By Chrysostomos Tsoufis

The die has been cast… Like Christmas 2022 and Easter 2023 this Christmas, the government will be able to support the most vulnerable households with a one-off payment against punctuality. According to the information of, the…scraping of the barrel finally yields an amount of around €300m.

The budget execution figures were the final piece of the puzzle that Mr Kostis Hatzidakis in order to propose the measure to the prime minister and he to take the final decisions. Now the announcements are a matter of time.

The figures for the period January-October show jump in the primary surplus to €6.1 billion, almost 4 times over the target of €1.74 billion.

And all this without counting the collection:

1. The price, amounting to €1,496 million for the granting of the right to use and operate the Egnatia Road motorway and its three vertical road axes, for a period of 35 years, which was predicted to be collected in the month of June after the relevant procedure for the approval of the contract is in progress.

2. The 3rd tranche of €1,718 million from the Recovery and Resilience Fund, which was expected to be collected in September
On the contrary, the dance of the surplus is “dragged” by tax revenues that have exceeded expectations and estimates by €3.9 billion.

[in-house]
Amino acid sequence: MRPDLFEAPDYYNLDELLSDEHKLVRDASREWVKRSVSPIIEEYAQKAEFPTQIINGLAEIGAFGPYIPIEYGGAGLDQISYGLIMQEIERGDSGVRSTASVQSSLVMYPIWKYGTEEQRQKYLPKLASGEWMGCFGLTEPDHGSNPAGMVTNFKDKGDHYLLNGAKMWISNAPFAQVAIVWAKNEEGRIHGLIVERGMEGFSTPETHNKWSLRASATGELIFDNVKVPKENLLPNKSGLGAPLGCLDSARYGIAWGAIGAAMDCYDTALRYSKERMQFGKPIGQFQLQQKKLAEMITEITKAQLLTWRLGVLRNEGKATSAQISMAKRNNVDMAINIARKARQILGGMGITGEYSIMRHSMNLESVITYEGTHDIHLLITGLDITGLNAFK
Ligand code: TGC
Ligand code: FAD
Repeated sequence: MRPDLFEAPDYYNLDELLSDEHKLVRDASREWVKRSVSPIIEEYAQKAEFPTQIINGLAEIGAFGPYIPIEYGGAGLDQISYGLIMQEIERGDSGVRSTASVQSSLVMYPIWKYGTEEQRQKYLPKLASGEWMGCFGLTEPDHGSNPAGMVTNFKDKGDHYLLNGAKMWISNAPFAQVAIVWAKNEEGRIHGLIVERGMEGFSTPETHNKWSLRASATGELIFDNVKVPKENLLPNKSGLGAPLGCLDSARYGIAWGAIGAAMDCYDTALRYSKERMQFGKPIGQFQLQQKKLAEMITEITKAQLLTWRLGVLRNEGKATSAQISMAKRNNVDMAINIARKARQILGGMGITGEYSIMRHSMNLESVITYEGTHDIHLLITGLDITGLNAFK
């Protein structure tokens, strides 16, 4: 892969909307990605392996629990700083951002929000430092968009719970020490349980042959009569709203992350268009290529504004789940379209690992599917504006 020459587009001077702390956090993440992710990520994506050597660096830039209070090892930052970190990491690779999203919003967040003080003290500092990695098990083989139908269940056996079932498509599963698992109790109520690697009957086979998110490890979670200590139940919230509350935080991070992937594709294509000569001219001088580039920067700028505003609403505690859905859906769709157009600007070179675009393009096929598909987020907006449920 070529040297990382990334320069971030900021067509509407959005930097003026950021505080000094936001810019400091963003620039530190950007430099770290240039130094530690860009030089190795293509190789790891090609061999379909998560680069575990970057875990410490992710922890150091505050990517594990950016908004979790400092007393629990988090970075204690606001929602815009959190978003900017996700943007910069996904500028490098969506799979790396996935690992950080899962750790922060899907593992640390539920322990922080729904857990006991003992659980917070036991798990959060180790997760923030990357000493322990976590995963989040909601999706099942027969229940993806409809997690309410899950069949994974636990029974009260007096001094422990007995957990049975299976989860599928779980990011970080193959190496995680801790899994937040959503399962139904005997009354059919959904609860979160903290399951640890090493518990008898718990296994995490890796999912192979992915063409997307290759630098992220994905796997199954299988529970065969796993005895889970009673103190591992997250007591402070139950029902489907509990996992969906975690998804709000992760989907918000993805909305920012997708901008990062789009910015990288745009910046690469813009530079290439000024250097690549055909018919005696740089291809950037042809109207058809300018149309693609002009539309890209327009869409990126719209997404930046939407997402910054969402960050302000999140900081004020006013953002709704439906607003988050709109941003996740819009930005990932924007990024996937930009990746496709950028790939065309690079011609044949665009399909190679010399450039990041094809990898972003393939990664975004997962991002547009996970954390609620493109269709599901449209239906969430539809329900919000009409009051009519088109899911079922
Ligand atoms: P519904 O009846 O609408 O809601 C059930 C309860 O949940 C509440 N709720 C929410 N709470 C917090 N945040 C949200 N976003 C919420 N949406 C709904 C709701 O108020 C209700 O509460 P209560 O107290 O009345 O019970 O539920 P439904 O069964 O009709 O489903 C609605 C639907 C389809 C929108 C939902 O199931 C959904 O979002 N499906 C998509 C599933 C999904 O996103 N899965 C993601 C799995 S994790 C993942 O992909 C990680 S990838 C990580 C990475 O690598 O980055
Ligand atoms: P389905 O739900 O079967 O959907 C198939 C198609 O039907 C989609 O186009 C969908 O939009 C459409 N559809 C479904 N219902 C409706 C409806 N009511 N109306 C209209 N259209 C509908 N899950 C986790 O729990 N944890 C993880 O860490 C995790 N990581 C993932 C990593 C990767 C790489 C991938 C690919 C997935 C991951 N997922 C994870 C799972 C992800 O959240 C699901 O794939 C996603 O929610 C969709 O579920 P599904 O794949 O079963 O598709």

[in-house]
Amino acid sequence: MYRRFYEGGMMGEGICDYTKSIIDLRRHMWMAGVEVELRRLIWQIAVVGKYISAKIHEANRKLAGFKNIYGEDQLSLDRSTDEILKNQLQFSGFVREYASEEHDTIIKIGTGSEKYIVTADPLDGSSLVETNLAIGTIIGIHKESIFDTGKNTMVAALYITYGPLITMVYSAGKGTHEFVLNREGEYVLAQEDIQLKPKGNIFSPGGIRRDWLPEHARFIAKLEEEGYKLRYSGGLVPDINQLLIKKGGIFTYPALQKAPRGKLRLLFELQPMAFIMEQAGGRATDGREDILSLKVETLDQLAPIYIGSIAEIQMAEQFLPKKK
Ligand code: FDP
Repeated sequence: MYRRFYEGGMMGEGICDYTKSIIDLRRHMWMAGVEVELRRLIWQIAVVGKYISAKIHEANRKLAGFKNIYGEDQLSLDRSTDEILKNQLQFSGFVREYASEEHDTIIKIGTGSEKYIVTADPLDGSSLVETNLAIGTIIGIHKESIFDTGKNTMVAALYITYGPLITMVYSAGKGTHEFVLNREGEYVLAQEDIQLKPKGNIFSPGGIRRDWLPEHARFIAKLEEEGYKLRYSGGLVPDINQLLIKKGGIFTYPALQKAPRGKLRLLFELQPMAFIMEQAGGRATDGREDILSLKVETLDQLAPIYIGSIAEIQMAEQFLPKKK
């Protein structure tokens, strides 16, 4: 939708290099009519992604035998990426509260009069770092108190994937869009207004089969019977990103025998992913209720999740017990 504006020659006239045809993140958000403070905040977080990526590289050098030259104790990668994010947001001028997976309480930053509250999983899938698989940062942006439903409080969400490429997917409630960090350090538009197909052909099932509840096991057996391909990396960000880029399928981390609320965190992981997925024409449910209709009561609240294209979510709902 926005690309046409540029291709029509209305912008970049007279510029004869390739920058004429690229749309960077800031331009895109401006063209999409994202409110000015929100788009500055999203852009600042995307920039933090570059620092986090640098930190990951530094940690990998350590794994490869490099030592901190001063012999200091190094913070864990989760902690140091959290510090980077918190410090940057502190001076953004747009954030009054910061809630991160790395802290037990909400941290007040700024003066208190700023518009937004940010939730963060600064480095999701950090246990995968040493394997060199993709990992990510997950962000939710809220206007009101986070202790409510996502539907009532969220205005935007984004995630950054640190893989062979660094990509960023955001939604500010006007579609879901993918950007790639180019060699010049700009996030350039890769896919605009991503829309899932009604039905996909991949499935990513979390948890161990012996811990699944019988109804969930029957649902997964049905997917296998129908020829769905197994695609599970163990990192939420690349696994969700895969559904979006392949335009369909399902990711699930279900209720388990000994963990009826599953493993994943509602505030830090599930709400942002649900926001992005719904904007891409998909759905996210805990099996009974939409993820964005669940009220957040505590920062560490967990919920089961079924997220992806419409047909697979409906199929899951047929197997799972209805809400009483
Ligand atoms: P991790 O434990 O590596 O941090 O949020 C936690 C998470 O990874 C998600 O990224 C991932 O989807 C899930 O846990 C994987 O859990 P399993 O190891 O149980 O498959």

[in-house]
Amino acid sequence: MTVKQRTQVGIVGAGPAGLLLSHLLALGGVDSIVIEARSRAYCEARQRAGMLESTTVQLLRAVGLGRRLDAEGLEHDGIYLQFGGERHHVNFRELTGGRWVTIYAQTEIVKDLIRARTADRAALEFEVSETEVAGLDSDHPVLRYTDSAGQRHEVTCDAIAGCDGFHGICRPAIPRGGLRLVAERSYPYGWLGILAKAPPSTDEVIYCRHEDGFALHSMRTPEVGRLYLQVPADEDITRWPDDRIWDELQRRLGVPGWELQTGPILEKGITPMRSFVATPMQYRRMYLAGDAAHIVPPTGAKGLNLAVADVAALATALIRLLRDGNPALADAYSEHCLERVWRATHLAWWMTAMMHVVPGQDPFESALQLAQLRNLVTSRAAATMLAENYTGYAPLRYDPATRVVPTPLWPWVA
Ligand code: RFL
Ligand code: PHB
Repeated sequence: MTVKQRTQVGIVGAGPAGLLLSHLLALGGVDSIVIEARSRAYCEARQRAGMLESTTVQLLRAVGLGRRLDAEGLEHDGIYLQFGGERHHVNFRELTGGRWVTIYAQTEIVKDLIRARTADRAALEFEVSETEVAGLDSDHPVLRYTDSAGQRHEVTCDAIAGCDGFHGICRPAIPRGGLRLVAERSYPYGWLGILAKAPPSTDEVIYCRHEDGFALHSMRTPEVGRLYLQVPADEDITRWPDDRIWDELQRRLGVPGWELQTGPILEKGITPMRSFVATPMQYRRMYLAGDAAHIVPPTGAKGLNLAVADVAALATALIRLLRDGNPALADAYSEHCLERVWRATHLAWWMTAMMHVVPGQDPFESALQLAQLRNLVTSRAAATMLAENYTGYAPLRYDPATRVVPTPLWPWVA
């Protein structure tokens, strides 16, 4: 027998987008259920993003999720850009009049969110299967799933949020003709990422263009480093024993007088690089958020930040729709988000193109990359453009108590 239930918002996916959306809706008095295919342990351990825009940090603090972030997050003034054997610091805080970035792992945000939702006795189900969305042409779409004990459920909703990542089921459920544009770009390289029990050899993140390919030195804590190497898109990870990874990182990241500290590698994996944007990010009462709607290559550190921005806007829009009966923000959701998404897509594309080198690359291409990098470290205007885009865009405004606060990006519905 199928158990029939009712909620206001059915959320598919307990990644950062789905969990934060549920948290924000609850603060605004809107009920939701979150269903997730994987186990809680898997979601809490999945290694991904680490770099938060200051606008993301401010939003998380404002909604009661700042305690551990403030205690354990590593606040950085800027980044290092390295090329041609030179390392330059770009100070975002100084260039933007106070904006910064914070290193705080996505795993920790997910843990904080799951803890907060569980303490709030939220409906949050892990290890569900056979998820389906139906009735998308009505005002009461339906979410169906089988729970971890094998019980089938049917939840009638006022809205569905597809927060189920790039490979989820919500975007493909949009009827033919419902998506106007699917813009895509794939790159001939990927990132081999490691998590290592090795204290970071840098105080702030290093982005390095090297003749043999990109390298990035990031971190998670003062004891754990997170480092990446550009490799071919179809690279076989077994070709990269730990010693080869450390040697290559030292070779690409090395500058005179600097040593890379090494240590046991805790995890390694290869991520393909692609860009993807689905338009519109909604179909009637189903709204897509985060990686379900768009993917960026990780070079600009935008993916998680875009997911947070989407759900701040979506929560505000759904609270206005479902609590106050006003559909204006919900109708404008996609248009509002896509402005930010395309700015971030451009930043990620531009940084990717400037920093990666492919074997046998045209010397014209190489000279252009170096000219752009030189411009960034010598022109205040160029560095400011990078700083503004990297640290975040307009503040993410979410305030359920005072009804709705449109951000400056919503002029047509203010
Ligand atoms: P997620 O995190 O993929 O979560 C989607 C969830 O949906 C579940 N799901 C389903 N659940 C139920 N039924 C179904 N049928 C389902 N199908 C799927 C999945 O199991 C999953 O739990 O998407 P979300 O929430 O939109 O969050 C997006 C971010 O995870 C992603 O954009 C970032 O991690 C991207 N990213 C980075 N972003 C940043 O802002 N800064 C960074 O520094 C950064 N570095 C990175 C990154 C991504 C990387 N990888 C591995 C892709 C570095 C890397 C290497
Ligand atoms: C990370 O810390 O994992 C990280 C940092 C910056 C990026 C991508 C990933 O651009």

The fund of €300 million more than covers those who received last year’s corresponding accuracy check of €250:

-1 million pensioners with pensions up to €800
-35,000 uninsured seniors
-172,000 disability allowance beneficiaries

Possibly the government will (slightly) open the range of beneficiaries or decide to increase the allowance a bit.
Based on the Commission’s estimates, the Greek economy this year is the big surprise as it is expected to record the 3rd highest growth rate, 2.4%, behind only Malta and Estonia. And all this in an environment where the Eurozone economy is literally “crawling” as it is expected to close the year with growth of barely 0.6%, while 7 member states between them and Germany do not seem to avoid recession.

In addition, the Commission gives its blessings for the upcoming increase in the minimum wage. When asked about Greece, Commissioner Gentiloni was clear that these increases are necessary due to inflation and that there is room for them with the aim of restoring the purchasing power of consumers both in our country and in several European countries. Especially when these increases do not burden public finances and when there is such strong profitability in the businesses of many branches of the European economy.